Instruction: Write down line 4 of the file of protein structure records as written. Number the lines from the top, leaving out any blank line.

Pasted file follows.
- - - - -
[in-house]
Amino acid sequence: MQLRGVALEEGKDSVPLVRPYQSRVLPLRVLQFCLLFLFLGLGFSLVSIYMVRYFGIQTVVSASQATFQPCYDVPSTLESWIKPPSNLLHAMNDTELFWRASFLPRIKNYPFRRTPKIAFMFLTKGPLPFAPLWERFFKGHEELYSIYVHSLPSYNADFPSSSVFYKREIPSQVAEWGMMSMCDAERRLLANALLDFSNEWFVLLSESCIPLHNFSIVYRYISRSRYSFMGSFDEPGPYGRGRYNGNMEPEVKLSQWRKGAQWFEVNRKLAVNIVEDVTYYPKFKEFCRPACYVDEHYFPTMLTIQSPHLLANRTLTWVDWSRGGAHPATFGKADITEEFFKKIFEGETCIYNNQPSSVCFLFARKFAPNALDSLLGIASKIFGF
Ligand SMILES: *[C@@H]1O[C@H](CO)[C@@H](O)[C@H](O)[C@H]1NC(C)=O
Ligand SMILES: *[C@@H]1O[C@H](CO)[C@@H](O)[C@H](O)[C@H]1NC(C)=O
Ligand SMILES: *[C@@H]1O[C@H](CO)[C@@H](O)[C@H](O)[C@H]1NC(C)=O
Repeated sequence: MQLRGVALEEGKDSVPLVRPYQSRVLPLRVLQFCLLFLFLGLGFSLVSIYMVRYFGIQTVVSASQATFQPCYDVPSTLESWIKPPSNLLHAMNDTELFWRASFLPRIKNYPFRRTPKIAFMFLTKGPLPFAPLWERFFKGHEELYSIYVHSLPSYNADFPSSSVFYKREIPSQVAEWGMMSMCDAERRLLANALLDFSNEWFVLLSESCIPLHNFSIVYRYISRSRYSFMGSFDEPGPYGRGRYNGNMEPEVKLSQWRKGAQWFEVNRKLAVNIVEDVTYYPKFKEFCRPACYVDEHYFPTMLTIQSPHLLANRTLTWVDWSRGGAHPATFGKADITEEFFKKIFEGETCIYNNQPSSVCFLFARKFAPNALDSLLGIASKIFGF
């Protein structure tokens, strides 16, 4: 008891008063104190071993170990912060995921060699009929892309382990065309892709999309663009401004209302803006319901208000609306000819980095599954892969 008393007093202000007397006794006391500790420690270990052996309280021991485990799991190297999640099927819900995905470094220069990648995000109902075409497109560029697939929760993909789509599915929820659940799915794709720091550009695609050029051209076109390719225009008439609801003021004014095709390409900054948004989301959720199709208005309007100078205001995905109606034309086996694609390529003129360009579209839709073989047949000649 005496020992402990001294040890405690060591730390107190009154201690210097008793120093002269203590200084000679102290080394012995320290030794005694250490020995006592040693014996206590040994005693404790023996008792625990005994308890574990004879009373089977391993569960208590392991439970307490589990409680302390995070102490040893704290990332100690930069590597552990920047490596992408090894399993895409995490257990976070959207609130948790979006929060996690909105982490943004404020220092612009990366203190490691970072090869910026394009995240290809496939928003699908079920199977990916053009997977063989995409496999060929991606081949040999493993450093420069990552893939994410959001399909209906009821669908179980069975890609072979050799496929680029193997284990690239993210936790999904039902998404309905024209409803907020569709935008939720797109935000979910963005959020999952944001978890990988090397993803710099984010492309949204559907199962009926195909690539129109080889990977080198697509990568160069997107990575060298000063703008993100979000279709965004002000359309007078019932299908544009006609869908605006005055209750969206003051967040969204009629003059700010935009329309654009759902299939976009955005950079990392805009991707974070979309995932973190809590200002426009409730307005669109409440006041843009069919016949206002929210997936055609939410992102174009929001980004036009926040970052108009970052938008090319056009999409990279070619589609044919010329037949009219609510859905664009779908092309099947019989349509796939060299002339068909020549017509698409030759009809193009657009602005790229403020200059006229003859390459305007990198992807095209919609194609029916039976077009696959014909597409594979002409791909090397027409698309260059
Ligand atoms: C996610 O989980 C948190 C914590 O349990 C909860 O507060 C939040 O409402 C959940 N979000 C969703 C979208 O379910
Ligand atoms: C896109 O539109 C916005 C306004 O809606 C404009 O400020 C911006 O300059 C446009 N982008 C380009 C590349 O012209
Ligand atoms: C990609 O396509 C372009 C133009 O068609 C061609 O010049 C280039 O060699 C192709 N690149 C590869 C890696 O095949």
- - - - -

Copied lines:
Ligand SMILES: *[C@@H]1O[C@H](CO)[C@@H](O)[C@H](O)[C@H]1NC(C)=O